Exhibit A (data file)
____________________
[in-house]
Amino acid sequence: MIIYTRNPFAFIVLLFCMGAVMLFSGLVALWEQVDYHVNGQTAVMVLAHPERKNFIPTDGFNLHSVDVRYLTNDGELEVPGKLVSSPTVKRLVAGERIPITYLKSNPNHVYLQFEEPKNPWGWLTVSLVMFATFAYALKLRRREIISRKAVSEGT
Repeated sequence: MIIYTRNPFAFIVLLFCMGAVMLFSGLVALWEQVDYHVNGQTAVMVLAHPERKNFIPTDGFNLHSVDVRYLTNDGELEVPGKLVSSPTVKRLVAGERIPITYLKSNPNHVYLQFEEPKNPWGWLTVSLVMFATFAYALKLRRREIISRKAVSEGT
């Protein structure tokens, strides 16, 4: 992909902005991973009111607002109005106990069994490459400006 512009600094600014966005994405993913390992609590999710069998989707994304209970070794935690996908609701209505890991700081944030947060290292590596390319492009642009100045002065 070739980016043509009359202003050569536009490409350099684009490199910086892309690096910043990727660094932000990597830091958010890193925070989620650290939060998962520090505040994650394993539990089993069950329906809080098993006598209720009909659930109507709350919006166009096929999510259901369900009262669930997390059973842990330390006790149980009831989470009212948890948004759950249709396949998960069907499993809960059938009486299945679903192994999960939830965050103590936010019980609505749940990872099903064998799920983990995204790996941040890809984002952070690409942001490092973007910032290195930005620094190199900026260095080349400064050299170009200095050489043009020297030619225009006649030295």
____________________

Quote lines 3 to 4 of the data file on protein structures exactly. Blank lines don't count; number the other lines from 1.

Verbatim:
Repeated sequence: MIIYTRNPFAFIVLLFCMGAVMLFSGLVALWEQVDYHVNGQTAVMVLAHPERKNFIPTDGFNLHSVDVRYLTNDGELEVPGKLVSSPTVKRLVAGERIPITYLKSNPNHVYLQFEEPKNPWGWLTVSLVMFATFAYALKLRRREIISRKAVSEGT
């Protein structure tokens, strides 16, 4: 992909902005991973009111607002109005106990069994490459400006 512009600094600014966005994405993913390992609590999710069998989707994304209970070794935690996908609701209505890991700081944030947060290292590596390319492009642009100045002065 070739980016043509009359202003050569536009490409350099684009490199910086892309690096910043990727660094932000990597830091958010890193925070989620650290939060998962520090505040994650394993539990089993069950329906809080098993006598209720009909659930109507709350919006166009096929999510259901369900009262669930997390059973842990330390006790149980009831989470009212948890948004759950249709396949998960069907499993809960059938009486299945679903192994999960939830965050103590936010019980609505749940990872099903064998799920983990995204790996941040890809984002952070690409942001490092973007910032290195930005620094190199900026260095080349400064050299170009200095050489043009020297030619225009006649030295």